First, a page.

UK & World News
G20: World Leaders Arrive Amid Syria Tensions
Tensions over military action in Syria are expected to dominate talks as world leaders gather for the G20 summit in Russia.
US President Barack Obama has warned that the credibility of the international community is at risk and said it could not "be silent" in the face of the Syrian regime's "barbarism".
The summit in St Petersburg comes against a backdrop of frosty relations between the US and Russia over Syria and other issues, such as whistleblower Edward Snowden.
A planned one-on-one meeting ahead of the G20 between President Obama and Russian President Vladimir Putin was scrapped when it became clear the pair would not find common ground over the alleged chemical attacks.
The seating plan at the summit - which is intended to focus on global economic issues - has also reportedly been changed to put physical distance between the two leaders.
Speaking ahead of the G20, the US President said he had "hit a wall" with Mr Putin, who has warned that the use of force without United Nations approval would be an "aggression" and a violation of international law.
Mr Putin has said he will only support action if very strong evidence shows that the Syrian regime was behind the alleged August 21 gas attacks.
He threw another wrench into relations on Wednesday by accusing US Secretary of State John Kerry of lying.
He said Mr Kerry's denial that an al Qaeda-linked group is fighting with the Syrian opposition was "very unpleasant and surprising for me".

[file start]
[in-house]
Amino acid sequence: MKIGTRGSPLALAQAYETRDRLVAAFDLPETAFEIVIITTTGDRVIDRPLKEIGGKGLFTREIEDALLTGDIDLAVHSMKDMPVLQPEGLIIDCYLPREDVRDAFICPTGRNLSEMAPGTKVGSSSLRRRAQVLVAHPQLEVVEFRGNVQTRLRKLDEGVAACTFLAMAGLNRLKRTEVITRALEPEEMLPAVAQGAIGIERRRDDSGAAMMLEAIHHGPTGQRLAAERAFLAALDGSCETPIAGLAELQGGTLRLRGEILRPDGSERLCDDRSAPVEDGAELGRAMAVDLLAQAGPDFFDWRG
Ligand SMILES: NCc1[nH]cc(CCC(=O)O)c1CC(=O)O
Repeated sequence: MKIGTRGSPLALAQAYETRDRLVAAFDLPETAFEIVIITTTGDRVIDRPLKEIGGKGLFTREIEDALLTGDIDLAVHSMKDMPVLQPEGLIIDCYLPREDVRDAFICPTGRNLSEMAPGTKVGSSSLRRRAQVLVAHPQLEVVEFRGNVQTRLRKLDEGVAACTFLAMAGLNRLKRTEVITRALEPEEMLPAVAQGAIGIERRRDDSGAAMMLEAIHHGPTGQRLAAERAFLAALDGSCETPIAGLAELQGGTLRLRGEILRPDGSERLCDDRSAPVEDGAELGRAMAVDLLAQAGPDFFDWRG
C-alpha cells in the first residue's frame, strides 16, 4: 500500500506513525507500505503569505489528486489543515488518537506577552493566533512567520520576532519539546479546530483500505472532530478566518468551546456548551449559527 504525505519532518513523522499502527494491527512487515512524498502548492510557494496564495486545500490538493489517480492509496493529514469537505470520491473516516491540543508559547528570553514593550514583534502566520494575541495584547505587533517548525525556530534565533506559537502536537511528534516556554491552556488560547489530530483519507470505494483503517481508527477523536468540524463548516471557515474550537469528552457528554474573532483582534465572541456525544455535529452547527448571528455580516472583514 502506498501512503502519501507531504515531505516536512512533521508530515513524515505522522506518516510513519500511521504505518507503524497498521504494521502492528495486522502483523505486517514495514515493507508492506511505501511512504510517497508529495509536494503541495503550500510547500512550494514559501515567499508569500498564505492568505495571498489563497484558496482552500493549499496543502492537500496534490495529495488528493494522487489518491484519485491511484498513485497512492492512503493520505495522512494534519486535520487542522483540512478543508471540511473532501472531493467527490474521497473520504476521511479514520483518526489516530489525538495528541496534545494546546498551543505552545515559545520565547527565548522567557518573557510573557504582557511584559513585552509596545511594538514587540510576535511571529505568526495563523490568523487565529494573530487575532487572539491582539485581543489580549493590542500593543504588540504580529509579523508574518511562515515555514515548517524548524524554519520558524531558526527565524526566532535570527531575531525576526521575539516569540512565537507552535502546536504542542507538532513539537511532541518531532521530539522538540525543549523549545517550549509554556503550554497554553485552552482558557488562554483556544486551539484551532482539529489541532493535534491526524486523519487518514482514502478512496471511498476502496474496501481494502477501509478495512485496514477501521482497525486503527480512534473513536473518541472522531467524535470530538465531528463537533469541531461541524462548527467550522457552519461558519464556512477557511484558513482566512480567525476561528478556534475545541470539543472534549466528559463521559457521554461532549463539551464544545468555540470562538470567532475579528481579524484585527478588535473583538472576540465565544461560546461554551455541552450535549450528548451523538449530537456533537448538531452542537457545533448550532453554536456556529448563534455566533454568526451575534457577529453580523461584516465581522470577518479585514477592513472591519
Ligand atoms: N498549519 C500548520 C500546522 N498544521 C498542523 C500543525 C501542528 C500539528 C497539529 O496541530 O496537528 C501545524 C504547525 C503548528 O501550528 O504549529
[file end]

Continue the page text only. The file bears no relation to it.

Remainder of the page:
"He is lying and he knows that he is lying. This is sad," said Mr Putin.
The US claims more than 1,400 people died in the alleged gas attacks on the outskirts of Damascus, although other countries such as France have said the number is lower.
Sky News will be talking to British Prime Minister David Cameron later today, who has said he will push for a tough international response at the G20 summit, but risks being sidelined after losing a Commons' vote over UK military involvement.
He is not expected to have a formal meeting with Mr Obama, whose efforts to win domestic approval for US military involvement edged closer on Wednesday after a key Senate committee voted to support a draft resolution.
The proposal limits initial strikes to 60 days but rules out "boots on the ground". It is now set for a vote in the wider Senate, likely to be next week.
French MPs have also been debating the prospect of supporting any US strikes, although they will not get a vote on the subject.
President Francois Hollande has the power to order short military action without parliamentary approval.
The French leader is in favour of action but has said he will not make a decision before the vital US Senate vote.
Meanwhile, one of Syrian President Bashar al Assad's advisers has accused the US of using "lies" and "fabrications" to justify the use of military force.
Dr Bouthaina Shaaban told Sky News: "They claim to want to be targeting weapons in exactly the same way they claimed to be targeting weapons of mass destruction in Iraq.
"They are using the same lies, the same fabrications, the same claims, in order to target our country and our people."